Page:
THE $375,000 Lori Hardtke made in 2020, her biggest year as a channel pro to date, doesn’t sound all that special until you consider that she’s a sole proprietor with a client base in Arizona that she’s supported for the last eight years exclusively from her home.
“To this day, even after eight years, only half of my clients know I live here,” says Hardtke, who is both president and the only full-time employee of ByteWize, an IT support and services company officially located in Scottsdale but actually based out of Hardtke’s house in Maui. “It really doesn’t matter where I’m located, because I can pretty much take care of, I’d say, 95% of the problems remotely.”
Steven Banks, president of Banks Consulting Northwest, a Port Orchard, Wash.-based MSP that collected just shy of $1 million last year, has a comparatively expansive payroll: one full-time employee and two part-timers, one of whom is also a pastor. “They’re monitoring our support queue,” he says.
Numbers like those are impressive on their own, but even more so when you consider that 71% of ChannelPro readers average less than $300,000 of revenue per technician per year, according to a recent survey. What is it that Hardtke, Banks, and others like them know about generating big results with small teams that the rest of us don’t?
Not surprisingly, most small-team channel pros with big-time revenue rely heavily on good, carefully configured, thoroughly scripted RMM software to increase their reach and productivity. “You really need to automate as much as you can,” Hardtke observes.
Standardization, in terms of both how you do things and what you sell, is a common trait as well. Banks, for example, sells only WatchGuard and Calyptix firewalls, which means fewer management portals to navigate and fewer training courses to take. It helps that Calyptix does device management for him as well.
“Having that off our plate is really, really nice,” he says.
Indeed, Banks outsources multiple functions to third parties. GMS Live Expert provides his after-hours NOC services, for instance, and TD SYNNEX handles managed print services. “The more I can delegate out and basically just oversee, the better,” Banks says.
Joshua Liberman, president of Albuquerque, N.M.-based managed service provider Net Sciences, employs the same strategy, leaning on Dark Cubed and Solutions Granted for advanced cybersecurity help and GreenLink Networks to run his VoIP business.
“They sell their products, they bill the customer, and we get 25%,” says Liberman, who has three technicians and just completed his first $1 million year. “Those vendor commissions go straight to the bottom line.”
Outsourcing work to other channel pros is an option as well. Michael Klein, for example, has been contracting wiring jobs out to the same firm for years. “That’s their specialty. I don’t bother with it,” says Klein, president of Albertson, N.Y.-based solution provider Computer Directions, which also parcels out website design and payroll software deployments to peers.
Partnering with other partners has been a two-way street, moreover, for both Klein and Stanley Louissaint, principal and founder of Fluid Designs, a one-person IT consultancy in Union City, N.J., that cleared $1 million for the first time in 2020 and did even better last year. “The people around you who you may look at as competitors may actually be a source of revenue,” he says. “There are sometimes things that I can do that they can’t.”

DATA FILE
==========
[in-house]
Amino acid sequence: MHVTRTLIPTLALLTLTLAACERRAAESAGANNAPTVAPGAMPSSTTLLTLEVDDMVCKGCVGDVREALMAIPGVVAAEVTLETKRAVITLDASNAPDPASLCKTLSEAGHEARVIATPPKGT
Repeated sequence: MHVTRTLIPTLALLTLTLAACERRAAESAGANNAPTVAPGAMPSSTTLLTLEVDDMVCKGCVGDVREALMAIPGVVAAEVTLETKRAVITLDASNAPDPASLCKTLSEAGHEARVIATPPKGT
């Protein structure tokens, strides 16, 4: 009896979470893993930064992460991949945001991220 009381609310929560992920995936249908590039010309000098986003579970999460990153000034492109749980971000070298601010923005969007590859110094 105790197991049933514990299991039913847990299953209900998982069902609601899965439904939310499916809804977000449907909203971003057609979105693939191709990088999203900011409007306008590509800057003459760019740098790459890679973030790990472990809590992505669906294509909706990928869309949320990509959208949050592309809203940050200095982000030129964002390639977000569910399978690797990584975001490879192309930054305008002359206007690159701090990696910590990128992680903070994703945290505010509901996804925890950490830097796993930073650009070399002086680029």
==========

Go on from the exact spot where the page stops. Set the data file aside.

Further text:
Liberman emphasizes a larger lesson in that observation: No one can do everything on their own. Delegating technical work to his employees so he could focus on sales, marketing, vendor selection, payroll, taxes, and everything else that goes into running a company has been a big part of the formula that got him to $1 million a year.
“You have to learn to let go, even in a small business,” he says. “You have to trust your people to do what they need to do.”
Asking for Help
You have to be willing to ask for and accept help when required as well, adds Liberman, who freely acknowledges that he’d never have crossed his latest financial milestone without assistance from managed services consultants like Karl Palachuk and Richard Tubbs and membership organizations like The ASCII Group and Tech Tribe.
Louissaint solicits help on critical functions like sales and marketing from his customers as well as peers and advisers. “I’m not afraid to ask for referrals,” he says.
Neither is Klein, who gets most of his new clients from existing ones rather than lead-generation campaigns. “Rather than go after the end user, I go after the influencers and then have them drive new business to me,” he says.
Like many small-scale, high-revenue channel pros, however, Klein has found selling more to the clients he already has to be a bigger source of growth than landing new customers. “It’s always easier and more profitable,” he says.
Liberman, who credits almost all of his 34% revenue growth in 2021 to existing customers, agrees. “Cross-sell and upsell are always the most cost-effective way to bring in business,” he says.
Being selective about the kind of customer you work with can lower overhead too, adds Hardtke. “When you’re first starting out, you kind of take anybody,” she says. “Now I go after very small clients that are typically under 25 endpoints.” Most of her clients also have simple networks, she continues, which allows her to support them without employing a Level 2 or 3 technician.
Better yet, sticking to simple networks leaves plenty of time for soaking up the magic of Maui. “I can’t complain,” Hardtke says. “I’m kind of just living the dream.”